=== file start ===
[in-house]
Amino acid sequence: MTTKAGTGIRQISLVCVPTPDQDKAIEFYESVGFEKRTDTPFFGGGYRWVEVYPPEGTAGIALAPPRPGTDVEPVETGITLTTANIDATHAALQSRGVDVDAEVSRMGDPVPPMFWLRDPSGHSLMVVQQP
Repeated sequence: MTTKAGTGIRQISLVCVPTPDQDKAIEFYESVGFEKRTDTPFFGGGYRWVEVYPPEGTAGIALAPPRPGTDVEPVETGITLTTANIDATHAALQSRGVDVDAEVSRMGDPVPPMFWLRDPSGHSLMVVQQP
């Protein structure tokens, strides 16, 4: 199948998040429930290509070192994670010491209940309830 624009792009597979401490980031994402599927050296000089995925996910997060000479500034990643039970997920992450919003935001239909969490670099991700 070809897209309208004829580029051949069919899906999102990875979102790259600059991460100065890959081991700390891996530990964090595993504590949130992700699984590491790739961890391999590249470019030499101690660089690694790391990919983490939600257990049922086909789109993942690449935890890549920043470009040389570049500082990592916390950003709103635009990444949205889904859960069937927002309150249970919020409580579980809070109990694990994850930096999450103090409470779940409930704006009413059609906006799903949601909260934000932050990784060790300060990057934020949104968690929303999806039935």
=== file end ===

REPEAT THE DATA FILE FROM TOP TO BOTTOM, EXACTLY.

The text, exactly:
[in-house]
Amino acid sequence: MTTKAGTGIRQISLVCVPTPDQDKAIEFYESVGFEKRTDTPFFGGGYRWVEVYPPEGTAGIALAPPRPGTDVEPVETGITLTTANIDATHAALQSRGVDVDAEVSRMGDPVPPMFWLRDPSGHSLMVVQQP
Repeated sequence: MTTKAGTGIRQISLVCVPTPDQDKAIEFYESVGFEKRTDTPFFGGGYRWVEVYPPEGTAGIALAPPRPGTDVEPVETGITLTTANIDATHAALQSRGVDVDAEVSRMGDPVPPMFWLRDPSGHSLMVVQQP
């Protein structure tokens, strides 16, 4: 199948998040429930290509070192994670010491209940309830 624009792009597979401490980031994402599927050296000089995925996910997060000479500034990643039970997920992450919003935001239909969490670099991700 070809897209309208004829580029051949069919899906999102990875979102790259600059991460100065890959081991700390891996530990964090595993504590949130992700699984590491790739961890391999590249470019030499101690660089690694790391990919983490939600257990049922086909789109993942690449935890890549920043470009040389570049500082990592916390950003709103635009990444949205889904859960069937927002309150249970919020409580579980809070109990694990994850930096999450103090409470779940409930704006009413059609906006799903949601909260934000932050990784060790300060990057934020949104968690929303999806039935």